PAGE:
But for diehard fans (and there are more than a few) who have been following the strip since the late ’90s, McGruder’s social commentaries made through the various characters in the cartoon always hit close to home. Brothers Huey and Riley Freeman, aged 10 and 8 respectively, are the two central characters that represent the complexities that exist within this generation.
Huey, named after Black Panthers co-founder Huey P. Newton, is the more “conscious” of the two and has left wing tendencies. He observes the world around him with a critical eye, while frequently reflecting on the ignorance perpetrated within and surrounding the African American community.
On the opposite side of the spectrum is Riley, who attempts to emulate the gangster ethos. He is forever drawn to street culture, complete with thug diction.
This duality becomes even more interesting with the presence of their retired and eccentric granddad, Robert Freeman, who acts as disciplinarian, but serves as a window into the mindset of the older generation and its relationship with the youth.
“I always like to pull back a little bit and see a bit of a broader picture,” explains McGruder. “It’s not about indicting the older generation. I think there’s a lot of fun to be had in looking at how we behave as black people.” And that’s just the top layer of the cake that is “The Boondocks.”
The brainchild of Chicago-born, Maryland-raised McGruder made its debut in the University of Maryland’s The Diamondback newspaper in late 1996. It quickly transitioned its way into various publications ranging from The Source to The Washington Post to the L.A. Times.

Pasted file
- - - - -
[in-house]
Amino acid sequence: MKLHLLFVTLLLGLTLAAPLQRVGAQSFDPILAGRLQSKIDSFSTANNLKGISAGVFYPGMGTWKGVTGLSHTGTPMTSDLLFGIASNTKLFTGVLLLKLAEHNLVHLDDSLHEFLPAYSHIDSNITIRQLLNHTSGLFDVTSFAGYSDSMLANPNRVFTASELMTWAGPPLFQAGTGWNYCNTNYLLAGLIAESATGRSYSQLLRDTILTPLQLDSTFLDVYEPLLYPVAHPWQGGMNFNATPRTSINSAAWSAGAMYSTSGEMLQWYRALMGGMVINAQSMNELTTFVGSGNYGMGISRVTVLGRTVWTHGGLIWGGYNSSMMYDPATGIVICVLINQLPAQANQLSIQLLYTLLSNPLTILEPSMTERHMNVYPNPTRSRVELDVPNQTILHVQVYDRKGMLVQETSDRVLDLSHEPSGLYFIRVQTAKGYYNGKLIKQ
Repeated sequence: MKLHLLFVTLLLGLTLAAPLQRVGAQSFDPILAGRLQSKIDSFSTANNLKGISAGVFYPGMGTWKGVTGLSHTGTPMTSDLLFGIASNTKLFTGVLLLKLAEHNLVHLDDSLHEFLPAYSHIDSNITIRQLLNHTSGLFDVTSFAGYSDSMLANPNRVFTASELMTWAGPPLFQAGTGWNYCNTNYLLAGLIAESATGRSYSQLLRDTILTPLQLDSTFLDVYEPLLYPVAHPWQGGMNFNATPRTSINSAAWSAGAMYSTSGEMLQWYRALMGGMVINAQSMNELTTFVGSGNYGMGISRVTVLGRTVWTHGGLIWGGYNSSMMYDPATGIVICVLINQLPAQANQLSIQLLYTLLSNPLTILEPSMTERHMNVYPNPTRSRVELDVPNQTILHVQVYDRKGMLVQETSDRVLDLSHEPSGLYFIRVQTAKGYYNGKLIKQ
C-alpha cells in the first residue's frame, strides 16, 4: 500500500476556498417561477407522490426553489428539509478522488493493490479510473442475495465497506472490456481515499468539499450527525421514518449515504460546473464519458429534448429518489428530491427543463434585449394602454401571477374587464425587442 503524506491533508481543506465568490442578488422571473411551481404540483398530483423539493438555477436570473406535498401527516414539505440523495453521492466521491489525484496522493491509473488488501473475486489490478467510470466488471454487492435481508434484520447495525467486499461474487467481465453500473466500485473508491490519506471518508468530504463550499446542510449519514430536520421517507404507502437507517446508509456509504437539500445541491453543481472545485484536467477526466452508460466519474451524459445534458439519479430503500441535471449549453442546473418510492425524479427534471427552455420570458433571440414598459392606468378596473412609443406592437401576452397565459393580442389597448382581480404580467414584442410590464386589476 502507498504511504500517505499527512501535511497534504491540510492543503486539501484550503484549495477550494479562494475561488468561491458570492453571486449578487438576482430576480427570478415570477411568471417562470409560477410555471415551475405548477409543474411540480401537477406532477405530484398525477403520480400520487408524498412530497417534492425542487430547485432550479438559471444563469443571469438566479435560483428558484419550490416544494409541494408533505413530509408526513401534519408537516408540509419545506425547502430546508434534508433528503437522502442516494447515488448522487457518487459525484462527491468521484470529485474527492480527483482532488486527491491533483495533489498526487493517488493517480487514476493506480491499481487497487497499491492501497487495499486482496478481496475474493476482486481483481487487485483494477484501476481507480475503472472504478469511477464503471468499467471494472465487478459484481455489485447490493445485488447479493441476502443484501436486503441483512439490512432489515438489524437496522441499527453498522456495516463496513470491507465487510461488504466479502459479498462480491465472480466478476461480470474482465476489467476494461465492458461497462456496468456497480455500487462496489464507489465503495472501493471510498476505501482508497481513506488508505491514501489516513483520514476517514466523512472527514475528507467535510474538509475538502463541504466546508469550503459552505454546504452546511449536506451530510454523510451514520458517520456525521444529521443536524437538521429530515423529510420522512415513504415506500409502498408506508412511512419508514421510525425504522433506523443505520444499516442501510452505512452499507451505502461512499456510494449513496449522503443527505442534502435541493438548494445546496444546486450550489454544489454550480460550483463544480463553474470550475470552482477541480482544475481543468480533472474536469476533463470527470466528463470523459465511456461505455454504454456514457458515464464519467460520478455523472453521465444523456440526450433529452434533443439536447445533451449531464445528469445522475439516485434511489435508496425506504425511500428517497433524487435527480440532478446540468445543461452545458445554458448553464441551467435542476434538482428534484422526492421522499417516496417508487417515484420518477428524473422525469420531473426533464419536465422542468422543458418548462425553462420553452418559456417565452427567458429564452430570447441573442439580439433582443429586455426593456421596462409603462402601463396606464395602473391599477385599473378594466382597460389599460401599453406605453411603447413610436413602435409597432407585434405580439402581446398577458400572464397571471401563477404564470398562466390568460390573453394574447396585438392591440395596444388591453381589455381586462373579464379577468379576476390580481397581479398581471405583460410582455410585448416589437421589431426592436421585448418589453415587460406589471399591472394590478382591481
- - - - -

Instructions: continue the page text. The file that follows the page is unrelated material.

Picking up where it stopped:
The strip garnered critical acclaim and a faithful fanbase. Before long, readers got what they wanted, and a television show was born.
“I’ve got a certain way of looking at the world, and I think that the reason why the show resonates with people is because they look at the world the same way,” McGruder notes about the success of the show. “I think a lot of people think shit’s kind of crazy. And probably for a long time didn’t think other people thought that. Every now and then you watch something and you’re like, ‘Oh, I’m not alone.’
“It’s an insane show I guess, but I think culturally it connects with the part of people out there that are kind of frustrated and wondering what’s going on and saying that things don’t really make sense, or don’t really add up.”
Critics seem to agree with McGruder. Despite its share of controversy stemming from its political satire aimed at the likes of Ronald Reagan and Condoleezza Rice, “The Boondocks” was recognized with both a Peabody Award and an NAACP Image Award.
“That was a huge deal,” McGruder points out. “It’s obviously a very prestigious award, and it was our first year. We really didn’t know what we were doing in terms of making a show like this.”
Despite swimming in uncharted territory, “The Boondocks” continues its rise to success and on Oct. 8, fans can look forward to the return of Season Two. Guest voices will be Busta Rhymes, Snoop Dogg, Usher and Donald Faison, just to name a few.
Though it’s too early to speculate as to whether there will be a season three, there have already been talks of a film.
“We are working on that,” McGruder reveals.
Working nonstop on the TV show for the past three years, McGruder remains focused and determined to execute his vision as it was intended to be. In terms of its innovation and cultural relevance, “The Boondocks” has drawn obvious comparisons to “Chappelle’s Show.”
“I don’t know what the future of my show is, and it’s not really up to me entirely,” he says. “But I feel like if we could make a good show this year and people liked it and if we could be as commercially successful as Chappelle, that’d be great.”
At the end of the day the bottom line remains simple: “I want it to go for as long as it’s good. It doesn’t need to go any longer than that.”
“The Boondocks” season two will premiere Oct. 8 at 11:30 p.m. on Adult Swim.